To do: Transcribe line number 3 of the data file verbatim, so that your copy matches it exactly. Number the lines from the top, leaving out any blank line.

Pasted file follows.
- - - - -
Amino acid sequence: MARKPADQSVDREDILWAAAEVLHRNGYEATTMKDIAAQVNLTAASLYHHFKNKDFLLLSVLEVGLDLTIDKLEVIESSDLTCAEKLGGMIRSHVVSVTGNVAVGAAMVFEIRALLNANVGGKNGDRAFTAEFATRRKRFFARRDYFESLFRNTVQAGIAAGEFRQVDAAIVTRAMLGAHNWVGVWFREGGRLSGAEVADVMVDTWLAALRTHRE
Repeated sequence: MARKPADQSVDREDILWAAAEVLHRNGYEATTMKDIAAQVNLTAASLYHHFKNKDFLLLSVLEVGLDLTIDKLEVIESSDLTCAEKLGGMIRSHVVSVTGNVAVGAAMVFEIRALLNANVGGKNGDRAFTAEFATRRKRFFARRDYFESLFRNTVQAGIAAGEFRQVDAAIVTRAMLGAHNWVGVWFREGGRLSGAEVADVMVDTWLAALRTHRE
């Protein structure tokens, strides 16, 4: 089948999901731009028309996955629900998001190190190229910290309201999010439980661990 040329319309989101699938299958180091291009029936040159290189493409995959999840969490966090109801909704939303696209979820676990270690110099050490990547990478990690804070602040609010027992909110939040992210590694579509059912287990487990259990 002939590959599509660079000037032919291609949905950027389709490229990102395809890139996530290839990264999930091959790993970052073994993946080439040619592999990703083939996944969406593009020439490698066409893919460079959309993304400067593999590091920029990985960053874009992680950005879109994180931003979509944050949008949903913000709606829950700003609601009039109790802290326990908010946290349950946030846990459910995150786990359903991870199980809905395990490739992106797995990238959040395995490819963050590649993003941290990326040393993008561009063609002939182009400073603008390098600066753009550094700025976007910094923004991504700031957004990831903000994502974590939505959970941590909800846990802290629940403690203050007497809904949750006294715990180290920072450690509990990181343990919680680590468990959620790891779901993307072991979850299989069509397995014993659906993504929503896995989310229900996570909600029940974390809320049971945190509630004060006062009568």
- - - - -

């Protein structure tokens, strides 16, 4: 089948999901731009028309996955629900998001190190190229910290309201999010439980661990 040329319309989101699938299958180091291009029936040159290189493409995959999840969490966090109801909704939303696209979820676990270690110099050490990547990478990690804070602040609010027992909110939040992210590694579509059912287990487990259990 002939590959599509660079000037032919291609949905950027389709490229990102395809890139996530290839990264999930091959790993970052073994993946080439040619592999990703083939996944969406593009020439490698066409893919460079959309993304400067593999590091920029990985960053874009992680950005879109994180931003979509944050949008949903913000709606829950700003609601009039109790802290326990908010946290349950946030846990459910995150786990359903991870199980809905395990490739992106797995990238959040395995490819963050590649993003941290990326040393993008561009063609002939182009400073603008390098600066753009550094700025976007910094923004991504700031957004990831903000994502974590939505959970941590909800846990802290629940403690203050007497809904949750006294715990180290920072450690509990990181343990919680680590468990959620790891779901993307072991979850299989069509397995014993659906993504929503896995989310229900996570909600029940974390809320049971945190509630004060006062009568």